Password management is tricky for single users, and the problems only get worse for organizations. With team members each using their own personal password managers, it’s tempting to share them in plain text via emails or Excel files, a major security hole. is a browser-based tool which aims to fill this gap. It’s not a full-featured password manager – there’s no browser extension, no autofill – but instead it offers a secure way to create, store and share passwords within a team, whose members can then use the credentials with their personal password manager.

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What’s different here is that unlike most of the competition, you’re not trusting your valuable credentials to a database managed by someone else. Rather, what you’re buying is cloud software which you host on your own Google Cloud Platform. can’t see your passwords, and neither can anyone else, as they’re encrypted by Google’s industrial-strength Key Management Service.

So, is the best password manager for your business? In our review, we’ll explore everything this software has to offer and evaluate whether it’s secure.

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Plans and pricing’s commercial product is priced at $30 per month or $300 per year for an entire organization, no matter whether you have five users or 500. Basic support is free, but if you want 24/7 priority support you’ll need to contact the company for a quote.

Two free options give you the ability to try out the interface and explore’s core features: the Demo product covers single users, and the Free Tier is for Google Workspace (previously G Suite) admins and their teams. They’re fine as a quick way to get a feel for how the technology works, but Passwd warns that they don’t match the architecture of the paid version. (The free plans are hosted by, not on your own Google Cloud Platform, which means they’re not compliant with SOC 2 or GDPR.)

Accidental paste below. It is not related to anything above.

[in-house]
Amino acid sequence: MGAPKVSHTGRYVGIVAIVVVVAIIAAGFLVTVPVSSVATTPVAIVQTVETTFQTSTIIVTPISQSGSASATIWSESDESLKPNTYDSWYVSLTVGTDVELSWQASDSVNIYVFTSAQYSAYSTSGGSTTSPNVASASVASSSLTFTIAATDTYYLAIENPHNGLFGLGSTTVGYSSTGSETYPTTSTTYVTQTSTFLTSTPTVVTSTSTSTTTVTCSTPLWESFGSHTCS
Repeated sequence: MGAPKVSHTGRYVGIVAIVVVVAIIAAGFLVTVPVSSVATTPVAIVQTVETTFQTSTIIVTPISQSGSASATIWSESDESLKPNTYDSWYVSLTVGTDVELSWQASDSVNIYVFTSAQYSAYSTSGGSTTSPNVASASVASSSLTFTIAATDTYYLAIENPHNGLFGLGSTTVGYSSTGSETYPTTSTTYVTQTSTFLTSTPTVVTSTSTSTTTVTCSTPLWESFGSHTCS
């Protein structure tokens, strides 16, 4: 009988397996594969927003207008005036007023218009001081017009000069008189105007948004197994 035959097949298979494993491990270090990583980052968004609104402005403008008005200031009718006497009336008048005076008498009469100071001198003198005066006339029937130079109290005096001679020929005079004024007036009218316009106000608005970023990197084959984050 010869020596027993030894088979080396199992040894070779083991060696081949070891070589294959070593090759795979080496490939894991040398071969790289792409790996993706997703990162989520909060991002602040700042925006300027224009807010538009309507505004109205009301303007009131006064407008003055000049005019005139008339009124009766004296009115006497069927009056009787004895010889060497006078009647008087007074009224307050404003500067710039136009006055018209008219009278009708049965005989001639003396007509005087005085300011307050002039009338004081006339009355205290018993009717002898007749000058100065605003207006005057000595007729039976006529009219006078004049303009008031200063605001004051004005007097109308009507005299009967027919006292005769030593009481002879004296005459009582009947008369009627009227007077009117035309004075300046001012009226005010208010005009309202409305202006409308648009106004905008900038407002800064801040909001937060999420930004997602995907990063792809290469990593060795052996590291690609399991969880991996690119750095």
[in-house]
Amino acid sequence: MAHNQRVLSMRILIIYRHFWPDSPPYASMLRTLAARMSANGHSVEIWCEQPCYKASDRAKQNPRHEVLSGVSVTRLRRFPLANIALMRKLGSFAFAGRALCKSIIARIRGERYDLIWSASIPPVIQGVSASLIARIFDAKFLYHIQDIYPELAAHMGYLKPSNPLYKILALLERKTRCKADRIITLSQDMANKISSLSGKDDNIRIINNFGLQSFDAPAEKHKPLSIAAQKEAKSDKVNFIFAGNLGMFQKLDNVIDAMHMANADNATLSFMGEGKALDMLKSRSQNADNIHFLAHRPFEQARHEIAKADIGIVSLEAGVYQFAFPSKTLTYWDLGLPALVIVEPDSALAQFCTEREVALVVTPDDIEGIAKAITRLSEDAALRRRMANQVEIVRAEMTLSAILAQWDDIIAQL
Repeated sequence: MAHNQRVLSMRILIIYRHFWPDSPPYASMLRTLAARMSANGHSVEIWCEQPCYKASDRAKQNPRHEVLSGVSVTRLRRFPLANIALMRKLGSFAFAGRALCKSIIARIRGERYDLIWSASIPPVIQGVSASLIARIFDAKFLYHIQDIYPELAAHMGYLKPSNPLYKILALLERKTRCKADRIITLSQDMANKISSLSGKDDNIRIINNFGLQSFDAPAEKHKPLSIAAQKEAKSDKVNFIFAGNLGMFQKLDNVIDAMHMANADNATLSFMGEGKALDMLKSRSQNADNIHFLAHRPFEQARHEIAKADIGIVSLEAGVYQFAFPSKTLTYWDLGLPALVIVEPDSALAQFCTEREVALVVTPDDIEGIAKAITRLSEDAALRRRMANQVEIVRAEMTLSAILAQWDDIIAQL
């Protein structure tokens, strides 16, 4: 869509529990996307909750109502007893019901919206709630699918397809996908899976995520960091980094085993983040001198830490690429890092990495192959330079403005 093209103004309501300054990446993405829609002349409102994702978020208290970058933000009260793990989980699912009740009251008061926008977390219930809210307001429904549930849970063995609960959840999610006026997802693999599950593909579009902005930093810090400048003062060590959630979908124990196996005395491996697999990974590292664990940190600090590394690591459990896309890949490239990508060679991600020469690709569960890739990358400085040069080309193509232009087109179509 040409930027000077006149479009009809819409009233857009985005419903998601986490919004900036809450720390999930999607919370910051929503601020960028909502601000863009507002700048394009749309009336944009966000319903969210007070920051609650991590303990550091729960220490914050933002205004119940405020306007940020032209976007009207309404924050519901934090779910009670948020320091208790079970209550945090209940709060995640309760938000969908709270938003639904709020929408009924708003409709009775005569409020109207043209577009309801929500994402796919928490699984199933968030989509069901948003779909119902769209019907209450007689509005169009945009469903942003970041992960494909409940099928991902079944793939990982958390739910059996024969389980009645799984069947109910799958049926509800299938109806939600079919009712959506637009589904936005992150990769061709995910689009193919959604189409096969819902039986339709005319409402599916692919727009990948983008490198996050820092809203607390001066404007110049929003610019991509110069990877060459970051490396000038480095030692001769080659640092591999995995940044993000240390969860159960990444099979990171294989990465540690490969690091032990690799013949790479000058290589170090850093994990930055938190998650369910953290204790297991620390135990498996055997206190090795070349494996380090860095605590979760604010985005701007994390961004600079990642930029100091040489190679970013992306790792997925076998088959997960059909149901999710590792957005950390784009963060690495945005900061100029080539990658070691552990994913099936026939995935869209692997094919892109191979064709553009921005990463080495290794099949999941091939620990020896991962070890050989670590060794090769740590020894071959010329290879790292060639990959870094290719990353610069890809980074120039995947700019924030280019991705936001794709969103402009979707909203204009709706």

Keep in mind that in order to use the full version of, you’ll need a Google Workspace or G Suite plan as well.

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Setting up in Google Workspace (formerly G Suite) is easy, as the company does most of the heavy lifting for you. Essentially you create a new project for Passwd, invite its installation admin, and they set up the system for you. You’ll need to revoke their admin’s access when it’s done, but after that the service should be up and running and under your sole control.

As Passwd is now a part of your Google setup, you access it by logging into your Google account in the usual way. (The company recommends you enable Google’s two-factor authentication for maximum security.)

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An Import feature should get you up to speed quickly by importing your current password database. This is CSV-only, with no support for individual password manager’s own formats, but should still work in most situations.

Features works, at least for individual end-users, like any other password manager. You can save an unlimited number of records and they can be any type of text string, such as credit card or bank account numbers. A secure password generator is on hand if you need it.

Records can be grouped using tags. Create these to suit your needs (‘financial’, ‘development’, ‘resources’, and so forth), and they appear in a tag cloud on the sidebar. Assign them to records as required, and you can then filter your password list by clicking any tag in the list.

As we explained above, there’s no browser extension, and no ability to autofill login forms or capture new passwords. The company says is designed to securely synchronize and share passwords between team members, but not replace their personal password managers. If you’re looking for autofilling, support for shipping addresses or anything more advanced, you’ll need a regular password manager as well.

(Image credit: Ackee)

On the plus side,’s tight Google integration brings some unusual benefits of its own. You can share passwords by offering access to any user groups you’ve set up within Google Workspace, for instance – there’s no need to recreate the same groups in, you just use the ones you have already.

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